Author of the commentary: Dr Raquel Ferrandis Comes. Medical Specialist in Anaesthesiology and Resuscitation, University and Polytechnic La Fe Hospital, Valencia. Associate Professor, Faculty of Medicine, Valencia.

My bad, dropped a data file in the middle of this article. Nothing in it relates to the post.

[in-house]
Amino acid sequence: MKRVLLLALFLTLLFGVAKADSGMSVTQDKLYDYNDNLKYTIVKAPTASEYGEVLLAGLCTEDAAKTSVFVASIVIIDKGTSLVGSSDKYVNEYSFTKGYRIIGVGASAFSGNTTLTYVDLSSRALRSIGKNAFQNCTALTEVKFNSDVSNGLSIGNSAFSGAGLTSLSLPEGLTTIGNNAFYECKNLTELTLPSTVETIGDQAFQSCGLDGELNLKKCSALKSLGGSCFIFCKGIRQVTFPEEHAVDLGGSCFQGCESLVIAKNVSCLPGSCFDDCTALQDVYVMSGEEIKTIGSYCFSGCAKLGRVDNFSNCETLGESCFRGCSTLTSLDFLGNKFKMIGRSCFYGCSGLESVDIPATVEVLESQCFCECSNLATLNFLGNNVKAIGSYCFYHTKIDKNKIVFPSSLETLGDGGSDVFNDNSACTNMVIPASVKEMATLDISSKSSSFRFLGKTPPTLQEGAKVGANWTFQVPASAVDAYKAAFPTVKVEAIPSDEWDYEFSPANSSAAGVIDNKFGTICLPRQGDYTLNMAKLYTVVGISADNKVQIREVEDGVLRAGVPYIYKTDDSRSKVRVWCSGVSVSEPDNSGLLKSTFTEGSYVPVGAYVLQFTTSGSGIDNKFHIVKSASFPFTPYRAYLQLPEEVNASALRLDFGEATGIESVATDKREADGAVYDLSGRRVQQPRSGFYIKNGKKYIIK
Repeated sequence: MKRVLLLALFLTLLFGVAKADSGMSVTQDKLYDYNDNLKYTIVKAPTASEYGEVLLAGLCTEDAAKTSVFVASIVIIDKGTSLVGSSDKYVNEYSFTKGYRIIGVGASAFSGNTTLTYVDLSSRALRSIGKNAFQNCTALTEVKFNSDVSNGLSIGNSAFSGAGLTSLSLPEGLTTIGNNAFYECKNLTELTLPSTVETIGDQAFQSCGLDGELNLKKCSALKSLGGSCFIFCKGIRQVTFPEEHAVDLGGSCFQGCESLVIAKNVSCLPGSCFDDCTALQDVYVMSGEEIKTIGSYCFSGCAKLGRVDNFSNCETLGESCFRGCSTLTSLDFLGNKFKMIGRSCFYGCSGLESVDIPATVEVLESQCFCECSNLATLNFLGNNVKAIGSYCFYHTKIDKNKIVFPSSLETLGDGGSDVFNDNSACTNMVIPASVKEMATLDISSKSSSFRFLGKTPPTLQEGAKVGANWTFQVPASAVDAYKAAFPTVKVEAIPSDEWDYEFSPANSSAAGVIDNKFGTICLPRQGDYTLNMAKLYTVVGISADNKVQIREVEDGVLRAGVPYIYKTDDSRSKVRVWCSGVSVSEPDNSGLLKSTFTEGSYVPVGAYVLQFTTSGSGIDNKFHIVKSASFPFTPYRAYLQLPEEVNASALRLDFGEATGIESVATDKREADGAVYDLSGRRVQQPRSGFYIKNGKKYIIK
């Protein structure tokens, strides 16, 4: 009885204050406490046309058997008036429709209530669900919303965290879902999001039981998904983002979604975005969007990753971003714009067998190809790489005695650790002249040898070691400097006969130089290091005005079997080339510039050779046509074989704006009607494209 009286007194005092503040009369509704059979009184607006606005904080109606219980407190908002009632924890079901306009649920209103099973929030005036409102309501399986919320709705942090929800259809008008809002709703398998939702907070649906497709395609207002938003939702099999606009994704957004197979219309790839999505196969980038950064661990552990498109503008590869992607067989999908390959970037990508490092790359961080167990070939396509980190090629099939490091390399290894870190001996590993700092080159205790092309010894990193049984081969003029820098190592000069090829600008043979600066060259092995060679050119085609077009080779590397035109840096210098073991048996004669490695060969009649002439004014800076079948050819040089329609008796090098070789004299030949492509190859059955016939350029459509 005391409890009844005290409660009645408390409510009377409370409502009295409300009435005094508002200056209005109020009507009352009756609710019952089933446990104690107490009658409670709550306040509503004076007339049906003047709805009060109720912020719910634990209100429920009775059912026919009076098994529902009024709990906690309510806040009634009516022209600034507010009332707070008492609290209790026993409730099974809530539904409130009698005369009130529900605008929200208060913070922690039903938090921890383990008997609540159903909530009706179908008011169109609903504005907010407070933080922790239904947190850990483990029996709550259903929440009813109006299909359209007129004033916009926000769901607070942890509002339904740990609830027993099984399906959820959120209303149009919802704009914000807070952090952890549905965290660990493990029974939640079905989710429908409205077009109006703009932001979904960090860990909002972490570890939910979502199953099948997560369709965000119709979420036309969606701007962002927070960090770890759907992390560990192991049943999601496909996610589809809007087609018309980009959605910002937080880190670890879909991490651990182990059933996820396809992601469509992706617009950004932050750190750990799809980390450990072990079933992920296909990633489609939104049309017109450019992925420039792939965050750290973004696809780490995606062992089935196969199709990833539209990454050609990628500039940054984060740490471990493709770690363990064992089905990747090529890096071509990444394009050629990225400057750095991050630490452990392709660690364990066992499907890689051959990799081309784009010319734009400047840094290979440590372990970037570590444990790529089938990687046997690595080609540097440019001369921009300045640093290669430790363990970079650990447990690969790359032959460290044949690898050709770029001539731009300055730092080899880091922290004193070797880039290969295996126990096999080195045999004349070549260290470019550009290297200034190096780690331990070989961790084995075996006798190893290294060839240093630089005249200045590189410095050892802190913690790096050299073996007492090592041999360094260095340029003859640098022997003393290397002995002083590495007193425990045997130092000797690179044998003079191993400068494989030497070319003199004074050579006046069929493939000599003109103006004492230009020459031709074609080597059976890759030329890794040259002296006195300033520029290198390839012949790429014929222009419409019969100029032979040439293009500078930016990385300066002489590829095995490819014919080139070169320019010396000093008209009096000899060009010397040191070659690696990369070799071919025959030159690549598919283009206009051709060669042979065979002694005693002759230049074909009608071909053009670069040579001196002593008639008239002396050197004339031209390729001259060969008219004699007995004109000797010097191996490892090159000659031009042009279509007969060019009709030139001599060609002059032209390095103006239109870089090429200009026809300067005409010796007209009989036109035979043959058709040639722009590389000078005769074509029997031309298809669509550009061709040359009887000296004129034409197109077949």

In recent years, the management of the multiple trauma patient has focused on damage control and, in this context, it is increasingly common to use prothrombin complex concentrate (PCC), although its use for this indication is off-label. This has led the authors of the article to carry out a comparative review of the literature, focusing on the different management approaches and comparing efficacy, safety, cost-effectiveness and ease of use of PCC. The use of recombinant Factor VII (rFVII) does not successfully control trauma-related bleeding and the use of fresh frozen plasma (FFP) was soon favoured...until PCC became available. Most of the clinical trials carried out show a decrease in hospital stay and mortality in patients who received 3-factor PCC (3F-PCC), but with an associated increase in the cost of treatment. The studies that compare 4-factor PCC (4F-PCC) against FFP favoured 4F-PCC, especially with regards to avoiding fluid overload, and also due to a lower duration of time for its administration. In addition, 4F-PCC does not require blood group matching, or the need for room temperature administration. Another important point that favoured the use of 4F-PCC is the avoidance of transfusion-related acute lung injury (TRALI). In light of this review, it seems evident that PCC is superior to the previously available treatments (FFP and rFVII). However, new clinical trials are needed to focus on the type of injury (solid organ or long bones and extremities), as well as the consistency of how the outcomes are measured.